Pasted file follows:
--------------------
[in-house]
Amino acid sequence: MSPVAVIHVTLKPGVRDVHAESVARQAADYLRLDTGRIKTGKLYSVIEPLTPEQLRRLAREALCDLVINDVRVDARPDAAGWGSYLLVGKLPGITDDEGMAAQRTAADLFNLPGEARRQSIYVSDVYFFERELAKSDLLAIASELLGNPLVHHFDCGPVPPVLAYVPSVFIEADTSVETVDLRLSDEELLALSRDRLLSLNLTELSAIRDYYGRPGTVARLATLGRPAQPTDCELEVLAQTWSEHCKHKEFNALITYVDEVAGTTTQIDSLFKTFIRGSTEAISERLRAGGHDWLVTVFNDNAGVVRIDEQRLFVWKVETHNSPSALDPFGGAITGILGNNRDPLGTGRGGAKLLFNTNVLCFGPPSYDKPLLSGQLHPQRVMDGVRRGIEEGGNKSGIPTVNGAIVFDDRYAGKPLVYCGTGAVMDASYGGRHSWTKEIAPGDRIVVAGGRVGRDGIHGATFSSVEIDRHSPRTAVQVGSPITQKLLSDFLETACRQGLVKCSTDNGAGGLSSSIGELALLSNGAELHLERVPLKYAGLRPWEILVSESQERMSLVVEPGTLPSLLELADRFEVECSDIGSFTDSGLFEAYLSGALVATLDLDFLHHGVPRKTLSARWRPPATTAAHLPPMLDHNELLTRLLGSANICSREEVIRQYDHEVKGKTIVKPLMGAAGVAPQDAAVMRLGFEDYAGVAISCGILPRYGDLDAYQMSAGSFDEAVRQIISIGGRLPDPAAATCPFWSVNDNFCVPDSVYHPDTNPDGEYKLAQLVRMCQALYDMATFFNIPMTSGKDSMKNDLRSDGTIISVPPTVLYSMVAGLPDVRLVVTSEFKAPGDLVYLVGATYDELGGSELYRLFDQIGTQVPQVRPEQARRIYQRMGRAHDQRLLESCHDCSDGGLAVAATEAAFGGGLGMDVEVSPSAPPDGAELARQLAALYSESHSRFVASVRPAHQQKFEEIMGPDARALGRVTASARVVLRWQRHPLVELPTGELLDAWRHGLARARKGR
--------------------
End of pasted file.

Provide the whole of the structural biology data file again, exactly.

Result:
[in-house]
Amino acid sequence: MSPVAVIHVTLKPGVRDVHAESVARQAADYLRLDTGRIKTGKLYSVIEPLTPEQLRRLAREALCDLVINDVRVDARPDAAGWGSYLLVGKLPGITDDEGMAAQRTAADLFNLPGEARRQSIYVSDVYFFERELAKSDLLAIASELLGNPLVHHFDCGPVPPVLAYVPSVFIEADTSVETVDLRLSDEELLALSRDRLLSLNLTELSAIRDYYGRPGTVARLATLGRPAQPTDCELEVLAQTWSEHCKHKEFNALITYVDEVAGTTTQIDSLFKTFIRGSTEAISERLRAGGHDWLVTVFNDNAGVVRIDEQRLFVWKVETHNSPSALDPFGGAITGILGNNRDPLGTGRGGAKLLFNTNVLCFGPPSYDKPLLSGQLHPQRVMDGVRRGIEEGGNKSGIPTVNGAIVFDDRYAGKPLVYCGTGAVMDASYGGRHSWTKEIAPGDRIVVAGGRVGRDGIHGATFSSVEIDRHSPRTAVQVGSPITQKLLSDFLETACRQGLVKCSTDNGAGGLSSSIGELALLSNGAELHLERVPLKYAGLRPWEILVSESQERMSLVVEPGTLPSLLELADRFEVECSDIGSFTDSGLFEAYLSGALVATLDLDFLHHGVPRKTLSARWRPPATTAAHLPPMLDHNELLTRLLGSANICSREEVIRQYDHEVKGKTIVKPLMGAAGVAPQDAAVMRLGFEDYAGVAISCGILPRYGDLDAYQMSAGSFDEAVRQIISIGGRLPDPAAATCPFWSVNDNFCVPDSVYHPDTNPDGEYKLAQLVRMCQALYDMATFFNIPMTSGKDSMKNDLRSDGTIISVPPTVLYSMVAGLPDVRLVVTSEFKAPGDLVYLVGATYDELGGSELYRLFDQIGTQVPQVRPEQARRIYQRMGRAHDQRLLESCHDCSDGGLAVAATEAAFGGGLGMDVEVSPSAPPDGAELARQLAALYSESHSRFVASVRPAHQQKFEEIMGPDARALGRVTASARVVLRWQRHPLVELPTGELLDAWRHGLARARKGR